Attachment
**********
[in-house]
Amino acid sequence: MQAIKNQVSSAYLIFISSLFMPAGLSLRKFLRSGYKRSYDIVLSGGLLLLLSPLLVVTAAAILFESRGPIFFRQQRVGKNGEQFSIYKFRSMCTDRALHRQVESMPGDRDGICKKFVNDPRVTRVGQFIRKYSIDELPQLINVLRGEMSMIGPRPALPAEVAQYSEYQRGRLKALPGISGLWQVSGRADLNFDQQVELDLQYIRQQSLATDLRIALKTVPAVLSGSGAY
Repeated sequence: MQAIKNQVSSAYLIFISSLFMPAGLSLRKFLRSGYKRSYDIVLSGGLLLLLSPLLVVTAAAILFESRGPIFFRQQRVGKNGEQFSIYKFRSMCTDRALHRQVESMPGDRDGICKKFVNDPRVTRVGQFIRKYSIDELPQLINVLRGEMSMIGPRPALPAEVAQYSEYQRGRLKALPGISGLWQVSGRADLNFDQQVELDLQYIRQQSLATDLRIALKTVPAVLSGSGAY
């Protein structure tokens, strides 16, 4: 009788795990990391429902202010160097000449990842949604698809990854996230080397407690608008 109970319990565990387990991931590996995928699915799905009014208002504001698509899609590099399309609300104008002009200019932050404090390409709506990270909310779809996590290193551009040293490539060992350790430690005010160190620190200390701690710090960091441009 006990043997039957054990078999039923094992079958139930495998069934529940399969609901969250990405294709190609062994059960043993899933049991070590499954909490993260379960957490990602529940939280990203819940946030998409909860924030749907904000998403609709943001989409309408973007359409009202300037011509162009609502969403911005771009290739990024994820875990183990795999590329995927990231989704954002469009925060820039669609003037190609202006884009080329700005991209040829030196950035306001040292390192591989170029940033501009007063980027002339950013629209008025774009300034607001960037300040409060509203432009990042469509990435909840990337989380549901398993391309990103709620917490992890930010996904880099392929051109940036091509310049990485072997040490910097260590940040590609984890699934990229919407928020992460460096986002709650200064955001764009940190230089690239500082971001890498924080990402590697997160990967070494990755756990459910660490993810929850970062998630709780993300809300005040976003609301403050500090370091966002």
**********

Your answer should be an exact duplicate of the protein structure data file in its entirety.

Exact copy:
[in-house]
Amino acid sequence: MQAIKNQVSSAYLIFISSLFMPAGLSLRKFLRSGYKRSYDIVLSGGLLLLLSPLLVVTAAAILFESRGPIFFRQQRVGKNGEQFSIYKFRSMCTDRALHRQVESMPGDRDGICKKFVNDPRVTRVGQFIRKYSIDELPQLINVLRGEMSMIGPRPALPAEVAQYSEYQRGRLKALPGISGLWQVSGRADLNFDQQVELDLQYIRQQSLATDLRIALKTVPAVLSGSGAY
Repeated sequence: MQAIKNQVSSAYLIFISSLFMPAGLSLRKFLRSGYKRSYDIVLSGGLLLLLSPLLVVTAAAILFESRGPIFFRQQRVGKNGEQFSIYKFRSMCTDRALHRQVESMPGDRDGICKKFVNDPRVTRVGQFIRKYSIDELPQLINVLRGEMSMIGPRPALPAEVAQYSEYQRGRLKALPGISGLWQVSGRADLNFDQQVELDLQYIRQQSLATDLRIALKTVPAVLSGSGAY
């Protein structure tokens, strides 16, 4: 009788795990990391429902202010160097000449990842949604698809990854996230080397407690608008 109970319990565990387990991931590996995928699915799905009014208002504001698509899609590099399309609300104008002009200019932050404090390409709506990270909310779809996590290193551009040293490539060992350790430690005010160190620190200390701690710090960091441009 006990043997039957054990078999039923094992079958139930495998069934529940399969609901969250990405294709190609062994059960043993899933049991070590499954909490993260379960957490990602529940939280990203819940946030998409909860924030749907904000998403609709943001989409309408973007359409009202300037011509162009609502969403911005771009290739990024994820875990183990795999590329995927990231989704954002469009925060820039669609003037190609202006884009080329700005991209040829030196950035306001040292390192591989170029940033501009007063980027002339950013629209008025774009300034607001960037300040409060509203432009990042469509990435909840990337989380549901398993391309990103709620917490992890930010996904880099392929051109940036091509310049990485072997040490910097260590940040590609984890699934990229919407928020992460460096986002709650200064955001764009940190230089690239500082971001890498924080990402590697997160990967070494990755756990459910660490993810929850970062998630709780993300809300005040976003609301403050500090370091966002």